Pioneering fashion journalist and longtime creative director and editor-at-large for Vogue André Leon Talley passed away yesterday at the age of 73. A force of nature in a notoriously white and elitist industry, he is celebrated for championing Black designers and advocating for more diversity in the field.

At 6 feet 6 inches tall, Talley’s flamboyant presence and dramatic personal style cut a larger-than-life figure that redefined American couture over a storied, six-decade career. From growing up in the Jim Crow South to commanding the runways of Paris, he chronicled the riveting arc of his life in two memoirs – 2013’s A.L.T. and 2020’s The Chiffon Trenches, the latter of which landed on The New York Times Best Seller list.

In a 2013 interview with Designers & Books, Talley spoke about his aversion to fashion books, and finding inspiration in fiction:

“I don’t recommend fashion books to anyone. Each individual must find his own way. There’s only one great fashion memoir: DV by Diana Vreeland. That is one book I would recommend. Also, Vreeland’s great book edited by Jackie Onassis, Allure. You can learn about fashion through history, and narrative in novels. Anna Karenina is a great source of high fashion for me. So is Marlene Dietrich, a biography written by her daughter, Anna Riva.”

A firm believer in the power of books to educate and enlighten, he was an advocate for browsing and reading broadly:

“I don’t have any critera for selecting reading matter. I learned early that to read is to be illuminated. To read is to be empowered. Knowledge is power. Therefore I will choose any book on any subject (except perhaps natural sciences, chemistry, or psychology) – history, biographies, novels, great authors – it does not matter.”

Asked to name his all-time favorite books, Talley included The Book of Psalms, a children’s story by Truman Capote, and the autobiography of Frederick Douglass. Dive into his reading list below, and complement with the 13 books that inspired Alexander McQueen.

The Book of Psalms translated by Robert Alter

“This is the best motivational reading to me. I grew up on the Bible in Sunday School. When I feel vulnerable I turn to the Bible and can find words of healing, and inspiration, especially in any of the Psalms.” -ALT

A Christmas Memory by Truman Capote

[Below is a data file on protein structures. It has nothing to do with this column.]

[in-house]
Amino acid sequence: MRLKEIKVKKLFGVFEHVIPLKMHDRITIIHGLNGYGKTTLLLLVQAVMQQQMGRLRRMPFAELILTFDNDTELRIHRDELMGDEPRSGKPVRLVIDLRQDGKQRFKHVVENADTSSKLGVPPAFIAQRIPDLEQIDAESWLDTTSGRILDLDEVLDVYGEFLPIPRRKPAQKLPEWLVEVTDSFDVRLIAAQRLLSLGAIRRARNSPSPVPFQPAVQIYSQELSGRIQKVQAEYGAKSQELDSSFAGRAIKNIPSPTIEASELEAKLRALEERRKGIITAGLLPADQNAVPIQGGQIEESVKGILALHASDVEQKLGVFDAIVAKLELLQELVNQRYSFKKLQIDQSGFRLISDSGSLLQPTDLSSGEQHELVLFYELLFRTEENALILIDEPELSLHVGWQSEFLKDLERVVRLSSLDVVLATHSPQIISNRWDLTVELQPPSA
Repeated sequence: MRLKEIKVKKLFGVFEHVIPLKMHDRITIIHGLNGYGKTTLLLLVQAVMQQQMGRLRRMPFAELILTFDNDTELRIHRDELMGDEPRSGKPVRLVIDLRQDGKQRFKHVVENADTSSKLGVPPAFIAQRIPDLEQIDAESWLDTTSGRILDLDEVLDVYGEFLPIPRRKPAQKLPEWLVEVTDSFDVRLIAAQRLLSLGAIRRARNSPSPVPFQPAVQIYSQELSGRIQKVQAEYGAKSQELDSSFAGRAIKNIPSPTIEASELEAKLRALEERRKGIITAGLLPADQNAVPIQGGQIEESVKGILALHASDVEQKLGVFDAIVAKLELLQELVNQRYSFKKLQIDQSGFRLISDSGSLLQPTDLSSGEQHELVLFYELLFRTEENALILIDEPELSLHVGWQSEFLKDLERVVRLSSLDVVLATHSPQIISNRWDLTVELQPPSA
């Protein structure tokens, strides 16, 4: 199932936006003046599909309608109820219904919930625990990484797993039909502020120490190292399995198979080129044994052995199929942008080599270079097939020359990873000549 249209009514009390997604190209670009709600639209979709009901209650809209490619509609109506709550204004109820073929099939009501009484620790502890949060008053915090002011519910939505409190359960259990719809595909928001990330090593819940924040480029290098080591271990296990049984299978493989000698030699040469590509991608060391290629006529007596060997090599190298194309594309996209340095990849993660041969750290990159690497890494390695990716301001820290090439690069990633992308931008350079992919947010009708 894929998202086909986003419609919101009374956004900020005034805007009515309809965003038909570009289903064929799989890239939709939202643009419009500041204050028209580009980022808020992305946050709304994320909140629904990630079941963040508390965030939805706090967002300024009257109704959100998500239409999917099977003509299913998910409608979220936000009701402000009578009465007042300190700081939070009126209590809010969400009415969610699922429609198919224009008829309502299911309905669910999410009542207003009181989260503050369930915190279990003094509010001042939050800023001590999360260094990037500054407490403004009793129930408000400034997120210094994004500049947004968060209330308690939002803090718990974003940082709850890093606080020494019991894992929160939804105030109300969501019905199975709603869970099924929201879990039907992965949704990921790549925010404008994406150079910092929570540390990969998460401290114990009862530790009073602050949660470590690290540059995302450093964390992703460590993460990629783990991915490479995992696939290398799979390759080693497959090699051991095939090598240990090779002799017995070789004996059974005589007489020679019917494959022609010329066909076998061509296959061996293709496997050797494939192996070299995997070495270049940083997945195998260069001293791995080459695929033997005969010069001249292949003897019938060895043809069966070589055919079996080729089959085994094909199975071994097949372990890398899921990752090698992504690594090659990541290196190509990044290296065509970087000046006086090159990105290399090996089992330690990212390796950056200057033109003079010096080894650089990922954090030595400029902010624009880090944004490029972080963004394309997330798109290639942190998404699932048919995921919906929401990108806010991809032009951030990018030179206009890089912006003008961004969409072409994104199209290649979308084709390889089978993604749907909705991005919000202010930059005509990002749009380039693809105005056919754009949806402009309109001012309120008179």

“This is one of my favorite books, I always read it as a young boy at Christmas and loved the simple narrative of Aunt Sook. It so reminded me of my home, and my life with my grandmother: the prepping of fruit cake for the holidays, the intimate bonding of a young child to an older adult – friends between the generational divide. It’s a great, great masterpiece.” -ALT

The Guermantes Way by Marcel Proust

“This is my favorite Proust volume. I can’t say that all of A La Recherche du temps perdu speaks to me, but The Guermantes Way does. I am not going to be pretentious and tell you I read Proust in French. I try, but I always have an English translation at the ready.” -ALT

Narrative of the Life of Frederick Douglass, An American Slave by Frederick Douglass (also rec’d by RATM)

“I travel with this book to remind me of the history of my race, and the struggle of the African-American journey, and how one can overcome adversity and evolve into greatness.” -ALT

The Sun King by Nancy Mitford

“I learned everything about the history, style, and magnificence of the French court from this incredible book. It might seem like a superficial choice but the research is strong, rich, and powerful. It is one of my favorite books.” -ALT

War and Peace by Leo Tolstoy (also rec’d by Bob Dylan, Brian Eno, Ernest HemingwayMartin Luther King Jr. & Nelson Mandela)

“I can’t say anything more than that it doesn’t get better than this. Here is an author who creates characters with every human quality one might encounter. This vast and sweeping saga is thrilling and Tolstoy’s sense of visual extravagance is without parallel.” -ALT

(via Designers & Books)